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Recent advances in nanoparticle-based lateral flow immunoassay as a point-of-care diagnostic tool for infectious agents and diseases

1 , 2 , 3 , 4 , 1 , 2 , 3 , 4

The Analyst

Royal Society of Chemistry (RSC)

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      Abstract

      Recent advances in lateral flow immunoassay-based devices as a point-of-care analytical tool for the detection of infectious diseases are reviewed.

      Abstract

      Lateral flow immunoassay (LFIA) technology is a paper-based, point-of-care strip biosensor designed to detect a specific analyte in a given sample. This type of assay is now of great interest to researchers for its cost-effectiveness, simplicity, portability and rapidness of detection of analytes, including but not limited to areas such as agriculture, food, biomedicine and pathogen detection. Various nanoparticles (such as metal nanoparticles, carbon-based nanoparticles, quantum dots, lanthanides and up-converting phosphor) functionalized by an antibody to detect an analyte protein or molecular marker present in the surface of an infectious pathogen are used for in LFIAs. Herein, we review the principle of the assay and recent advancements made in terms of the different approaches and designs of the assay towards the detection of infectious agents and diseases.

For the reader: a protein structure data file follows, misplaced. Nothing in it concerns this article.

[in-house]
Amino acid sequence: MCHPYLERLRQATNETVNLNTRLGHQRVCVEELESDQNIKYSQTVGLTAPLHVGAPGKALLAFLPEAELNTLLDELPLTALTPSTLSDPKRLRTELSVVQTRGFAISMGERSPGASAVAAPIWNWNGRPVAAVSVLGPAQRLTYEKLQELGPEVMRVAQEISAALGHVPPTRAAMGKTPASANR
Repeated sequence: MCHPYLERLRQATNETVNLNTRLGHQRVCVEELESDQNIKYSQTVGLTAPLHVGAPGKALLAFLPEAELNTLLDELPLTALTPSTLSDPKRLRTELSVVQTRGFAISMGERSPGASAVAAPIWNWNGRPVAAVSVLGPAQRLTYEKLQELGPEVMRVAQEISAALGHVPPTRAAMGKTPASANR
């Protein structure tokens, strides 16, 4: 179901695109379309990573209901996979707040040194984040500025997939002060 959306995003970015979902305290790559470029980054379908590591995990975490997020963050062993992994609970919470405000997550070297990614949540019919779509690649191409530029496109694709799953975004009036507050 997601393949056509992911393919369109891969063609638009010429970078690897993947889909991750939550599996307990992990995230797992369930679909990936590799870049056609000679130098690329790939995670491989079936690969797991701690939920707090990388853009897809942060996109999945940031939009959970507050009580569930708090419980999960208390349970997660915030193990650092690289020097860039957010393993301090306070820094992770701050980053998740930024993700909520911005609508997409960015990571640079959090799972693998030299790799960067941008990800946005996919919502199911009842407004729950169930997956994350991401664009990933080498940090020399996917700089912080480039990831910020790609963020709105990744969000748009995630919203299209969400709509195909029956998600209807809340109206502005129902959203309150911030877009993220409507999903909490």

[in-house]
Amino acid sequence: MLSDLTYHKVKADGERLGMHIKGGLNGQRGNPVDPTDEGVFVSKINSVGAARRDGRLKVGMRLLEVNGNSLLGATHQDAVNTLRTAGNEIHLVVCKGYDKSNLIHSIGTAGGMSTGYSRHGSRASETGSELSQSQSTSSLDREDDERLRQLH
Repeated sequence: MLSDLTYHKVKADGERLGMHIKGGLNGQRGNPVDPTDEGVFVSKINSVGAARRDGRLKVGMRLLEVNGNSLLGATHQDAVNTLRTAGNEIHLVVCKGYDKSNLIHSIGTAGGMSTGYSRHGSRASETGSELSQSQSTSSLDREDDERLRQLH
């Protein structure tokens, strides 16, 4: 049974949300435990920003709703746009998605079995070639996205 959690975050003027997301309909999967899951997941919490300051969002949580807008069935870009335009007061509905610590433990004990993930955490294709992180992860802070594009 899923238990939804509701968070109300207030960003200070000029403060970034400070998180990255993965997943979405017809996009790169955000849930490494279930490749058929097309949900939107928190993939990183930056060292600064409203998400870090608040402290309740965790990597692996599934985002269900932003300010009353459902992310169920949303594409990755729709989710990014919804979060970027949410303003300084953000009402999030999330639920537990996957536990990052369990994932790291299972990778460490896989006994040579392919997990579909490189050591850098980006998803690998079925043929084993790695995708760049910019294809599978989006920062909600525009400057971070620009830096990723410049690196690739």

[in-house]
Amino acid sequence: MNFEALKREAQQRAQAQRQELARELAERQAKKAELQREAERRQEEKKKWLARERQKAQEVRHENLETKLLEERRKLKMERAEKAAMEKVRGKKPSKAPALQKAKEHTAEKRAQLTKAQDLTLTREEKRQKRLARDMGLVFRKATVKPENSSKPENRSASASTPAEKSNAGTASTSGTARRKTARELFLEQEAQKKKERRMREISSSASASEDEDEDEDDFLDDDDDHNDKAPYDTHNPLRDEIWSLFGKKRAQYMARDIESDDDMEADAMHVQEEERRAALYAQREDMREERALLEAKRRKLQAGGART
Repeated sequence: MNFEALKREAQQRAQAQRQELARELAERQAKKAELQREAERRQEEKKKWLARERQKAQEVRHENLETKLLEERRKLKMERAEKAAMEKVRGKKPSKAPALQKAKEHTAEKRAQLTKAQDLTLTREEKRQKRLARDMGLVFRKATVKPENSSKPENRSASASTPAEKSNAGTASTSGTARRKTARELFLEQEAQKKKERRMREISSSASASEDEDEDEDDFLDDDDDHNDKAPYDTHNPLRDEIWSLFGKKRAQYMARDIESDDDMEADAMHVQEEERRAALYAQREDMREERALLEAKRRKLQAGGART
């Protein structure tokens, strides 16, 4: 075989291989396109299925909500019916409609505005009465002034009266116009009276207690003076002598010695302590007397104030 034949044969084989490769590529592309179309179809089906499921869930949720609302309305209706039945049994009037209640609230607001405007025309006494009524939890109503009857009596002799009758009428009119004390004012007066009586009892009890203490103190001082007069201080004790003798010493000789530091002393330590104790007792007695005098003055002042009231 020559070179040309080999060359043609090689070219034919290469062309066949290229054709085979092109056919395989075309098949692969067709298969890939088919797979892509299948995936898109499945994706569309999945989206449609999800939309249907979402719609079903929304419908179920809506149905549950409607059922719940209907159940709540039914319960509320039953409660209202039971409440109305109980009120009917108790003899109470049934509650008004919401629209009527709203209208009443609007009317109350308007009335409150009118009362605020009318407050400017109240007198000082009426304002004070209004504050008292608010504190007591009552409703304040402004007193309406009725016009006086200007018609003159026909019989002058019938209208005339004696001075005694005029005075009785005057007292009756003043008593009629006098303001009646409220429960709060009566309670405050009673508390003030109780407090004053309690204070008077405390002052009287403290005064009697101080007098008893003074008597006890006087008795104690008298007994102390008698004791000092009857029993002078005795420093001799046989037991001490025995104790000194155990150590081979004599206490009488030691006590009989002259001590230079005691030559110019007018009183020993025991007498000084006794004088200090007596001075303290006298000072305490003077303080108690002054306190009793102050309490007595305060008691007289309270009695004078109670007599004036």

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      Synthesis and surface engineering of iron oxide nanoparticles for biomedical applications.